Not great times for Aussies (although they will be recorded), but this series seems like it's well worth a look.
Tune in to .NET Unwrapped, the webcast series focused on real-world developer solutions for the financial services industry. Hear from the Microsoft financial services team as well as experts who have deployed technologies and systems at some of the largest financial institutions. Learn how to:
Here's the list of sessions and links to the rego pages:(Careful - I hand-translated the times from Pacific time (UTC-8) to Australian Eastern Daylight Time (UTC+11), so you might want to check that I got the sums right.)
Mitch Denny and Greg Low have proposed a Code Camp (that's not a link to this Code Camp's schedule - just a sample of one being run elsewhere) be run over the ANZAC Day long weekend in April (22-25) in Wagga Wagga at Charles Sturt University. I reckon this will be a great way for geeks to spend the long weekend.
What would you like to see at Code Camp? Do you like the timing? Send comments to Greg or Mitch via their blogs!
I just subscribed to John Montgomery's Blog and he has a great post about writing secure code. This segues really nicely into our security summit, coming to a capital city near you next month. In the developer track, we're talking a lot about team development and how a whole of project life-cycle approach can lead to more secure code. We'll also be talking about click-once deployment and the security implications of automatic updating, as well as an intro to some of the SQLCLR features in SQL2005.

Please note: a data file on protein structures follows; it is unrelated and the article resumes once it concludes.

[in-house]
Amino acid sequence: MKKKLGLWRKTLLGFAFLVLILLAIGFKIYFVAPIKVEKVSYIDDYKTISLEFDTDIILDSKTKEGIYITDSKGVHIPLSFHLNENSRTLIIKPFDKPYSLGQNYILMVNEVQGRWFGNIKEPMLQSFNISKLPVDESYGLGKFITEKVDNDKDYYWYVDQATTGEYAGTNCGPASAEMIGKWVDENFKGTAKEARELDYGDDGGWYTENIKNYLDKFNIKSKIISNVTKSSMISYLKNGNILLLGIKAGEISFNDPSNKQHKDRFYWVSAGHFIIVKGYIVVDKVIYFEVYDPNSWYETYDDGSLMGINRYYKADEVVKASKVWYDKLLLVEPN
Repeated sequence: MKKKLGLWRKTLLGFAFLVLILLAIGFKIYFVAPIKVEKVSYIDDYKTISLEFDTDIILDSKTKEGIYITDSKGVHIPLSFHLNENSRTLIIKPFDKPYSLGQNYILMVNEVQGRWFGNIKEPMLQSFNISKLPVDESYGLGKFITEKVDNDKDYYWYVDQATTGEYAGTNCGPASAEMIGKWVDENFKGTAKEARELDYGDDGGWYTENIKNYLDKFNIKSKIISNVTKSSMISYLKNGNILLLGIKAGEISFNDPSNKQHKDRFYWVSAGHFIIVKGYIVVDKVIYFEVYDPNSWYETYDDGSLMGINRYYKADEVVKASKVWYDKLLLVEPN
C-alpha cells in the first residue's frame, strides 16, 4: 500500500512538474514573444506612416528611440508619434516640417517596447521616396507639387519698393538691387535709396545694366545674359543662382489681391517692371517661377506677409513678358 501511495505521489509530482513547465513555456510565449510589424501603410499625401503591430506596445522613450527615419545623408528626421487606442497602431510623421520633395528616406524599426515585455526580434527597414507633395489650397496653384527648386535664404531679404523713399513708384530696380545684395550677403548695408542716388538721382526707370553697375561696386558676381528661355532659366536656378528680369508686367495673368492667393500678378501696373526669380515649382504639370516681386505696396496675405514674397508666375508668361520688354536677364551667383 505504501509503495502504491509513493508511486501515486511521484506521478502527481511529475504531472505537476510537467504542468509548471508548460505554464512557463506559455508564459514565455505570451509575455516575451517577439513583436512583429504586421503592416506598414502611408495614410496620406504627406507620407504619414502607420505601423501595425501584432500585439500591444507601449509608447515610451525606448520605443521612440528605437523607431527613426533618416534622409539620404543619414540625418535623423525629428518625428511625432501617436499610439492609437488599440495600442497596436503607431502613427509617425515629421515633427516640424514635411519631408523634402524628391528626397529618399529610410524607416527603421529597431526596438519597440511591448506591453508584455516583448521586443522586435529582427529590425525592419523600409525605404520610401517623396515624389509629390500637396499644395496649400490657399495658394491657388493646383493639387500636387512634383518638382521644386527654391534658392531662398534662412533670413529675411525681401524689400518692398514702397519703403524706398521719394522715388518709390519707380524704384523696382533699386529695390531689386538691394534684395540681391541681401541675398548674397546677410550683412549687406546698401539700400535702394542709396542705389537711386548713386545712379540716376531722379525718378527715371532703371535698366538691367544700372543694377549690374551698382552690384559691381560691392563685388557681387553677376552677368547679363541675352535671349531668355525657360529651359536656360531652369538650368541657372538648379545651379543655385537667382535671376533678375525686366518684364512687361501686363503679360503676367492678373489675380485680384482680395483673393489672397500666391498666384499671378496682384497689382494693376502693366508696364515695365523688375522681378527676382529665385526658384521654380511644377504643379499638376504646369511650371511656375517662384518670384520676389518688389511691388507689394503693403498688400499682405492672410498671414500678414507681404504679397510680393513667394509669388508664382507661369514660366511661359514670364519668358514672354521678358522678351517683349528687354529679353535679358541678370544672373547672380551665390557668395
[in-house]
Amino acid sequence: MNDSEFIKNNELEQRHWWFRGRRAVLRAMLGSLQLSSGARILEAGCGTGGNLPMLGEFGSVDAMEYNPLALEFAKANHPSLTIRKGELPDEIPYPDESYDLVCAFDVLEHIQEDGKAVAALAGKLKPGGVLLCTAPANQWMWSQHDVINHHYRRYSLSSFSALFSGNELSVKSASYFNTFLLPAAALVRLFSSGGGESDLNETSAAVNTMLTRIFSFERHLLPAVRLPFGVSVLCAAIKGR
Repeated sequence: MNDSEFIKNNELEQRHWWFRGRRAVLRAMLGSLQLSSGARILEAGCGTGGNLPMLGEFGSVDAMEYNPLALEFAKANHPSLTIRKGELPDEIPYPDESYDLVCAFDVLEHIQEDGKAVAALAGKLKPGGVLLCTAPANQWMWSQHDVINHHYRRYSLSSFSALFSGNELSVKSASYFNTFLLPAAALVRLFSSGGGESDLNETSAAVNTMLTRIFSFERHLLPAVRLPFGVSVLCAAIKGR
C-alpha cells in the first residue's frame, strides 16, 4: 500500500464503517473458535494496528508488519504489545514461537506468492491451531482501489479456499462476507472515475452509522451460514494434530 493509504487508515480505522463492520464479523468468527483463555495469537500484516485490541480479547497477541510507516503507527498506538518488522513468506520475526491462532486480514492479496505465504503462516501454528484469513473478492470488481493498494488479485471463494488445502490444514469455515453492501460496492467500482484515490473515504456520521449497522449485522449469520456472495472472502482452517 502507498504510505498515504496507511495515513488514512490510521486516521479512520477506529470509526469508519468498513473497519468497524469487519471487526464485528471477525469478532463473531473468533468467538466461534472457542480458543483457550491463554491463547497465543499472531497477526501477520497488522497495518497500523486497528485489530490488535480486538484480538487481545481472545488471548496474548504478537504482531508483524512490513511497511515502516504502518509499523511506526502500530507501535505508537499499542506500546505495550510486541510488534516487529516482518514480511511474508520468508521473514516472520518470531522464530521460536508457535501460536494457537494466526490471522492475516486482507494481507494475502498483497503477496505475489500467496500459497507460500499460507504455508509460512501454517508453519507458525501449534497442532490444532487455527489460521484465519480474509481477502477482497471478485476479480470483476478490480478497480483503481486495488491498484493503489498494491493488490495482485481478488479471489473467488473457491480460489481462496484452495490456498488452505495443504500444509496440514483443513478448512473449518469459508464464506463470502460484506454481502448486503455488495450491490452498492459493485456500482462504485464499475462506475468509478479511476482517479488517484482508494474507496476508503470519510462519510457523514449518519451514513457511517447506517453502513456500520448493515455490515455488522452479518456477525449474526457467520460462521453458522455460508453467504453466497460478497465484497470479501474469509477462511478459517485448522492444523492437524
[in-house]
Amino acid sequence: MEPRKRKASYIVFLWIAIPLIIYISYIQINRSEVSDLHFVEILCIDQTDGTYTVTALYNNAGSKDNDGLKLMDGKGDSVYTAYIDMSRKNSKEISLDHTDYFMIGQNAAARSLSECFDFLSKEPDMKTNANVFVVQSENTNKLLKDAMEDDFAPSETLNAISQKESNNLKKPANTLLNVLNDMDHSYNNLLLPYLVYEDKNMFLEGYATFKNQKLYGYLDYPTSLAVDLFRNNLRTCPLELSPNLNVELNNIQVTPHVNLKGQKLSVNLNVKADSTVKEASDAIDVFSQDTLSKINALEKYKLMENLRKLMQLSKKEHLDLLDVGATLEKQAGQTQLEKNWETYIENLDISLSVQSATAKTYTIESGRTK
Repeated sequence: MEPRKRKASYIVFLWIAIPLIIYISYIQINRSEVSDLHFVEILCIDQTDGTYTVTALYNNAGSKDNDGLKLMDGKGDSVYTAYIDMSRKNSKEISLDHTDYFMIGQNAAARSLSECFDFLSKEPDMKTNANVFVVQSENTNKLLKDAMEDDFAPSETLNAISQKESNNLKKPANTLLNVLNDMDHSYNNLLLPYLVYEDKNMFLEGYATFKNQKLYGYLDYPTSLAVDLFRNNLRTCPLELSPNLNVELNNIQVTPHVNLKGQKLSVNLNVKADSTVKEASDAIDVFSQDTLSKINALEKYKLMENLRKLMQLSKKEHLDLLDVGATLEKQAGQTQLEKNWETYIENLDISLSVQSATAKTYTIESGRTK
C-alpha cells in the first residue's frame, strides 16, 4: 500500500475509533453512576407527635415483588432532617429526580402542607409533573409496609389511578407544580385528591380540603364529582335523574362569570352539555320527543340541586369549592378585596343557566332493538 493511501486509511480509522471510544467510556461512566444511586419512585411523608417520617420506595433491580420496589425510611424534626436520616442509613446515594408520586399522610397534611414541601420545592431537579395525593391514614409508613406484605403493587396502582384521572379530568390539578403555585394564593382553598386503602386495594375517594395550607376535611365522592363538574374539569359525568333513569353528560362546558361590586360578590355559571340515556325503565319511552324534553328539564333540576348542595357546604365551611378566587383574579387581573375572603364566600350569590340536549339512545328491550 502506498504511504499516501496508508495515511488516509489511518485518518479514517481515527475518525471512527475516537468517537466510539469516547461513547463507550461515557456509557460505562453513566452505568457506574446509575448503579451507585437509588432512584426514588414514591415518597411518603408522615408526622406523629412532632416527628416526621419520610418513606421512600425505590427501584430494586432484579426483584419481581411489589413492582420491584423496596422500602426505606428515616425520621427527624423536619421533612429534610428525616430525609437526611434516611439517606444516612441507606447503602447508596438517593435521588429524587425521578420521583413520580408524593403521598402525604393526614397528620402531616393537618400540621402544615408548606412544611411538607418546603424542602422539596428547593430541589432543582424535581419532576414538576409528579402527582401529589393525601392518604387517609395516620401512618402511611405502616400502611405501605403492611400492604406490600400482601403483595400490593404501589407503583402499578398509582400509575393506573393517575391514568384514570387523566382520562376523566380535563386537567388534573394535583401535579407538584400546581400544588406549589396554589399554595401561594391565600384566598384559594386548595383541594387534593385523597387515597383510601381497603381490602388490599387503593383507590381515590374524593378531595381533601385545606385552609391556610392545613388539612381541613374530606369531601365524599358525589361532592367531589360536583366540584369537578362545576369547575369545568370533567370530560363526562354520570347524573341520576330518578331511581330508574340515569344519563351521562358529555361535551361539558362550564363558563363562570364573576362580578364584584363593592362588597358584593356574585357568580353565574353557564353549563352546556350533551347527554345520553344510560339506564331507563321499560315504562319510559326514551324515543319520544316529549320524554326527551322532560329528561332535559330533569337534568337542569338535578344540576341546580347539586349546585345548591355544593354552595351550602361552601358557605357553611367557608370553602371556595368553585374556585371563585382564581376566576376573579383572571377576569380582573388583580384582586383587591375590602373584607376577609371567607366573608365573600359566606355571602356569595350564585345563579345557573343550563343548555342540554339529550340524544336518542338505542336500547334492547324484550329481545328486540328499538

The full agenda's here.
BTW, I've scheduled my flights so I'm in town the evening of the event in every city -- if you're interested in organising a geek dinner or some other kind of get together, please let me know (or, better still, just organise it and tell me where and when).
I'm on holiday - each couple of years, all my immediate family converge on Melbourne to see my extended family. My brother (also a 'softie) and sister's families are the same size and age as mine, so the three families set up camp in a caravan park on the north-eastern outskirts of Melbourne. This is not the most internet-friendly of locations (no phone lines into the caravan park other than to the main office, and no wireless broadband coverage from the local carriers), but this evening we are sharing an internet connection from my GPRS-enabled phone via Bluetooth to my laptop, thence to a 802.11b WAP and to the other 5 devices that live here at the moment (total 5 laptops and one Wi-Fi PDA!).
I find it very cool that I can be sitting in the middle of nowhere and have internet connectivity (albeit slow and a little flaky) and wireless multi-player games. Two years ago the decorations were blue cable, but this year we've done away with even that.
Happy holidays to all and all the best for a safe and prosperous 2005.